Genetic Insights into Vasovagal Syncope

  • Karl Martin Klein
    Epilepsy Center Frankfurt Rhine-Main, Department of Neurology, Center of Neurology and Neurosurgery, University Hospital, Goethe-University Frankfurt
    Epilepsy Center Hessen, Department of Neurology, University Hospitals Giessen & Marburg, and Philipps-University Marburg, Marburg, Germany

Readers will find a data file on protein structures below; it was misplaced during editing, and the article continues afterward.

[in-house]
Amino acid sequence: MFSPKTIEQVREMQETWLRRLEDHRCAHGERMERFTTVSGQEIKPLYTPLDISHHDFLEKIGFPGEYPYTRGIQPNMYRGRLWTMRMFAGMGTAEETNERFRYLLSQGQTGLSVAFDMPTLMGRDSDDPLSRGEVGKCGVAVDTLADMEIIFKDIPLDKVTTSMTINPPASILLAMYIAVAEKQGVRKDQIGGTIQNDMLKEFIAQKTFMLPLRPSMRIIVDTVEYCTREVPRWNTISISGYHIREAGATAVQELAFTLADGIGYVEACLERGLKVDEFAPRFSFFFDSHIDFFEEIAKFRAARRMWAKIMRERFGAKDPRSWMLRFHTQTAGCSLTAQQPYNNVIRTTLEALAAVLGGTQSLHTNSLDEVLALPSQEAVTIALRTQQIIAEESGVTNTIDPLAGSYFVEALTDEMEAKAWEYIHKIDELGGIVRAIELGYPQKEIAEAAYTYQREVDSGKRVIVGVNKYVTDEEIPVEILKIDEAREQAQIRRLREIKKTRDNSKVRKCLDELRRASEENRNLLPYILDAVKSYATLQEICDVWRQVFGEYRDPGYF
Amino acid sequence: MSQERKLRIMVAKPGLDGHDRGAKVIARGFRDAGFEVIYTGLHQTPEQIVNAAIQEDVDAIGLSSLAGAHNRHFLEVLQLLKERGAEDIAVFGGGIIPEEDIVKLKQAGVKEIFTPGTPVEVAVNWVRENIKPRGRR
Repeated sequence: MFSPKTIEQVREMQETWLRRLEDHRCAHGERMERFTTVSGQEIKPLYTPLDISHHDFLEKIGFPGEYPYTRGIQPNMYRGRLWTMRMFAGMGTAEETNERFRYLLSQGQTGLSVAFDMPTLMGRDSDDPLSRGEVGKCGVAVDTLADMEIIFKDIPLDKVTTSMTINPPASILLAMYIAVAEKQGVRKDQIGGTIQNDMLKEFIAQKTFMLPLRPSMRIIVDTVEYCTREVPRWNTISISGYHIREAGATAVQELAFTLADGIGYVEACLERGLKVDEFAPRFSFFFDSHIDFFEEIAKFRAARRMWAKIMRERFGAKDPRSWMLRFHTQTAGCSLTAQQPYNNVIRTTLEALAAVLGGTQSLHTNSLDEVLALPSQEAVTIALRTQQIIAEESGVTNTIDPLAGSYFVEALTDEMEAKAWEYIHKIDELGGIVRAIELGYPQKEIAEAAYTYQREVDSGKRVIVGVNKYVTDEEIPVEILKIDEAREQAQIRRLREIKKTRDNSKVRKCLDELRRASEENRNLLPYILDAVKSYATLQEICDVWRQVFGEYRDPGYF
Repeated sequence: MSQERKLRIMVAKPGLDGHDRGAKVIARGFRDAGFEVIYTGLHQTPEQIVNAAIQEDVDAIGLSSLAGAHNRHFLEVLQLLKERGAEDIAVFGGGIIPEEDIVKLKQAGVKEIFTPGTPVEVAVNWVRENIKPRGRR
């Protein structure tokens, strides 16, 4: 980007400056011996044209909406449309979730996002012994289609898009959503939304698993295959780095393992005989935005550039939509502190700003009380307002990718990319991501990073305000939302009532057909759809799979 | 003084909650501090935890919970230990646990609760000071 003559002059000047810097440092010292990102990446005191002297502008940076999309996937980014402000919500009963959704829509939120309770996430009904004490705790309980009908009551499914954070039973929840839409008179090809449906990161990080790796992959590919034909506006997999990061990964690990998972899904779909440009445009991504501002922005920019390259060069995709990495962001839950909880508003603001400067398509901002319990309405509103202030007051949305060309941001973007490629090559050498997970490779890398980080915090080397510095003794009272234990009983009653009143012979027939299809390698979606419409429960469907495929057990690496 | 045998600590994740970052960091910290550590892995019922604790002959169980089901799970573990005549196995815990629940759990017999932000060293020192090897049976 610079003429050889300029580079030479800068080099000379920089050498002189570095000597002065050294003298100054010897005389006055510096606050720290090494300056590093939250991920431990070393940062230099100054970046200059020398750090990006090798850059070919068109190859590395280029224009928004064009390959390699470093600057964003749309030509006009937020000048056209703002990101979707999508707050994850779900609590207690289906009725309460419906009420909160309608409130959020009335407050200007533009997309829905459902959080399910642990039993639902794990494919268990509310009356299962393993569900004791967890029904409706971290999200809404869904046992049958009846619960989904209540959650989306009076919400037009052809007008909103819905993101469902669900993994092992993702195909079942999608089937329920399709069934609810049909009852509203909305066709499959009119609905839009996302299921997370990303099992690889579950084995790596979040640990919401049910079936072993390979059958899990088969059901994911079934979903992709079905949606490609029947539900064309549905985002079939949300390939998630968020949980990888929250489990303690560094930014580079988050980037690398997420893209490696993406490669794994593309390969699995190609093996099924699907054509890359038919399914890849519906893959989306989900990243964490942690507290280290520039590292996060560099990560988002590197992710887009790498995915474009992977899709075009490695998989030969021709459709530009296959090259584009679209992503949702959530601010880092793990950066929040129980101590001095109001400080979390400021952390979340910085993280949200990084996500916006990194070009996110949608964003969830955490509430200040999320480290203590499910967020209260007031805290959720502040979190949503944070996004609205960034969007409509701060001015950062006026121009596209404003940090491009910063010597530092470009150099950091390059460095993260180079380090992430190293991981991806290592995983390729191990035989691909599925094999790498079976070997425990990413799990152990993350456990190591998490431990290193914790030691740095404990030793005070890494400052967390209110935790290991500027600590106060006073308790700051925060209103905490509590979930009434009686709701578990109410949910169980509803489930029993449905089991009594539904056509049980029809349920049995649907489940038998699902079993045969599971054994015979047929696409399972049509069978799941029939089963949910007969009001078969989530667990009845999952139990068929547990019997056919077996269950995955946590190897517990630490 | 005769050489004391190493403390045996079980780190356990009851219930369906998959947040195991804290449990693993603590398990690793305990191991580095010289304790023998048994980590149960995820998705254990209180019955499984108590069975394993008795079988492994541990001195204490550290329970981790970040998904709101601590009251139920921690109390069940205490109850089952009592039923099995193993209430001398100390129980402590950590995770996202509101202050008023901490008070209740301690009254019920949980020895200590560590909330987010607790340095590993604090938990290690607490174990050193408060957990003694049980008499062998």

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      Introduction: Vasovagal syncope (VVS) is the most frequent type of syncope and affects about 25% of the population. The role of genetic factors in VVS has long been debated. In this talk the current evidence suggesting a strong genetic component will be presented. Clinical genetic studies: Multiple family aggregation studies have shown that individuals with VVS are more likely to have affected family members with VVS than unaffected controls. A twin study showed significantly higher concordance rates in monozygous compared to dizygous twins for frequent syncope and syncope associated with typical vasovagal triggers. This provides clear evidence for the relevance of genetic factors. Analysis of the family history of the concordant monozygous twins revealed that VVS most frequently follows complex inheritance but rarer families with autosomal dominant inheritance also exist. Several autosomal dominant families have been described in the literature with the largest including 30 affected individuals. Molecular genetic studies: Candidate gene association studies have so far revealed either negative or unconfirmed results. However, in an autosomal dominant family the first locus for VVS was identified on chromosome 15q26. The underlying gene has not been identified yet. Conclusion: Genetic factors are relevant in VVS. Complex inheritance is operative in the majority of cases. Autosomal dominant inheritance occurs less frequently. Identification of the underlying genes will improve our understanding of pathophysiology and may lead to new therapeutic strategies.
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